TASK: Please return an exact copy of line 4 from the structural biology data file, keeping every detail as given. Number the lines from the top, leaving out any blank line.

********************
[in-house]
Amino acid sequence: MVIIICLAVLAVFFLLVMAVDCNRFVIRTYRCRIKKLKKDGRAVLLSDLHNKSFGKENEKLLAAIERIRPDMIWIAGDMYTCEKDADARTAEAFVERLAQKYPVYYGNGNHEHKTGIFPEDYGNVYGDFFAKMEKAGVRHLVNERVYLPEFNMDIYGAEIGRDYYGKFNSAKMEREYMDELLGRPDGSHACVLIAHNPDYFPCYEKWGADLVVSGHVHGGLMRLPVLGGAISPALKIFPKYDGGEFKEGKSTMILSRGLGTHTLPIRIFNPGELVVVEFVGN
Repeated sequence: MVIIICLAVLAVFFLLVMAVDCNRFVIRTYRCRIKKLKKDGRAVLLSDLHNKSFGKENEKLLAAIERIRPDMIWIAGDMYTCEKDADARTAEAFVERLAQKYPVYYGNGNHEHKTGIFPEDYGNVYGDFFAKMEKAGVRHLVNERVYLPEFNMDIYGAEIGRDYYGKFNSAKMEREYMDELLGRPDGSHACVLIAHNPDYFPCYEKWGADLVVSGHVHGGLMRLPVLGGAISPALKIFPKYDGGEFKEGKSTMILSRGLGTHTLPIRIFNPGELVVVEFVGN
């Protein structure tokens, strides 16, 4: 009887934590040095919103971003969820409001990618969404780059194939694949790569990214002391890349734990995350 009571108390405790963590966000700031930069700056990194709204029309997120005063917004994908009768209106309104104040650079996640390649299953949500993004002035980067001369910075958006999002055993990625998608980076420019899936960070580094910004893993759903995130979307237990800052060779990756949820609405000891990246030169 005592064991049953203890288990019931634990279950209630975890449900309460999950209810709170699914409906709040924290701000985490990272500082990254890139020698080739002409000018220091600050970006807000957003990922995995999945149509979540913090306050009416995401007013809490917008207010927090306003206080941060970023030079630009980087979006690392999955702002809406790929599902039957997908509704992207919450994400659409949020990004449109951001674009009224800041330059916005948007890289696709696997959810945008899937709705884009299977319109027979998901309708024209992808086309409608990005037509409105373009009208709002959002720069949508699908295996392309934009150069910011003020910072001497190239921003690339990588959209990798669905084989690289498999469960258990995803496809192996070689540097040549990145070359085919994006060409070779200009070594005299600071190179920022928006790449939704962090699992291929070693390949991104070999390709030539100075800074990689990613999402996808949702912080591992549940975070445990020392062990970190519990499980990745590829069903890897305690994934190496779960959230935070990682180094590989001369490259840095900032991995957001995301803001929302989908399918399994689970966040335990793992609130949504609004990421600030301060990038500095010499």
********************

């Protein structure tokens, strides 16, 4: 009887934590040095919103971003969820409001990618969404780059194939694949790569990214002391890349734990995350 009571108390405790963590966000700031930069700056990194709204029309997120005063917004994908009768209106309104104040650079996640390649299953949500993004002035980067001369910075958006999002055993990625998608980076420019899936960070580094910004893993759903995130979307237990800052060779990756949820609405000891990246030169 005592064991049953203890288990019931634990279950209630975890449900309460999950209810709170699914409906709040924290701000985490990272500082990254890139020698080739002409000018220091600050970006807000957003990922995995999945149509979540913090306050009416995401007013809490917008207010927090306003206080941060970023030079630009980087979006690392999955702002809406790929599902039957997908509704992207919450994400659409949020990004449109951001674009009224800041330059916005948007890289696709696997959810945008899937709705884009299977319109027979998901309708024209992808086309409608990005037509409105373009009208709002959002720069949508699908295996392309934009150069910011003020910072001497190239921003690339990588959209990798669905084989690289498999469960258990995803496809192996070689540097040549990145070359085919994006060409070779200009070594005299600071190179920022928006790449939704962090699992291929070693390949991104070999390709030539100075800074990689990613999402996808949702912080591992549940975070445990020392062990970190519990499980990745590829069903890897305690994934190496779960959230935070990682180094590989001369490259840095900032991995957001995301803001929302989908399918399994689970966040335990793992609130949504609004990421600030301060990038500095010499």